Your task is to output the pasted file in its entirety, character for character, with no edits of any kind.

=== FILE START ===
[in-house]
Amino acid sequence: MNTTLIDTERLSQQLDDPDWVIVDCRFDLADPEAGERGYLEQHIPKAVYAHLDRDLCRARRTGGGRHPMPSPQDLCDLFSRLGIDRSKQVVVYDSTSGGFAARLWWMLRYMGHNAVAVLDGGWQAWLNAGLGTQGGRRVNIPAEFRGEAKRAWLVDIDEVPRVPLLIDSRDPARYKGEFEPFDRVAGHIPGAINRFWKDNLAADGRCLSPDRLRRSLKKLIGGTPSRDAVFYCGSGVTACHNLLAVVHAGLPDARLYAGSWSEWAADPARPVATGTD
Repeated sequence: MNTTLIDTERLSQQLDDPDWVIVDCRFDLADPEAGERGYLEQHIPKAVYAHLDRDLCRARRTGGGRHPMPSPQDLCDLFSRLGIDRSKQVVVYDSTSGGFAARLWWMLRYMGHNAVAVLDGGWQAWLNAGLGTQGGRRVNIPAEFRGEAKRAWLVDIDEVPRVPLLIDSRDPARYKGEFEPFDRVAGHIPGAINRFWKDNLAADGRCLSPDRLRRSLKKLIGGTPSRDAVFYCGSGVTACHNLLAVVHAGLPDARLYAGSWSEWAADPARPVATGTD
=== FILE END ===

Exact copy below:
[in-house]
Amino acid sequence: MNTTLIDTERLSQQLDDPDWVIVDCRFDLADPEAGERGYLEQHIPKAVYAHLDRDLCRARRTGGGRHPMPSPQDLCDLFSRLGIDRSKQVVVYDSTSGGFAARLWWMLRYMGHNAVAVLDGGWQAWLNAGLGTQGGRRVNIPAEFRGEAKRAWLVDIDEVPRVPLLIDSRDPARYKGEFEPFDRVAGHIPGAINRFWKDNLAADGRCLSPDRLRRSLKKLIGGTPSRDAVFYCGSGVTACHNLLAVVHAGLPDARLYAGSWSEWAADPARPVATGTD
Repeated sequence: MNTTLIDTERLSQQLDDPDWVIVDCRFDLADPEAGERGYLEQHIPKAVYAHLDRDLCRARRTGGGRHPMPSPQDLCDLFSRLGIDRSKQVVVYDSTSGGFAARLWWMLRYMGHNAVAVLDGGWQAWLNAGLGTQGGRRVNIPAEFRGEAKRAWLVDIDEVPRVPLLIDSRDPARYKGEFEPFDRVAGHIPGAINRFWKDNLAADGRCLSPDRLRRSLKKLIGGTPSRDAVFYCGSGVTACHNLLAVVHAGLPDARLYAGSWSEWAADPARPVATGTD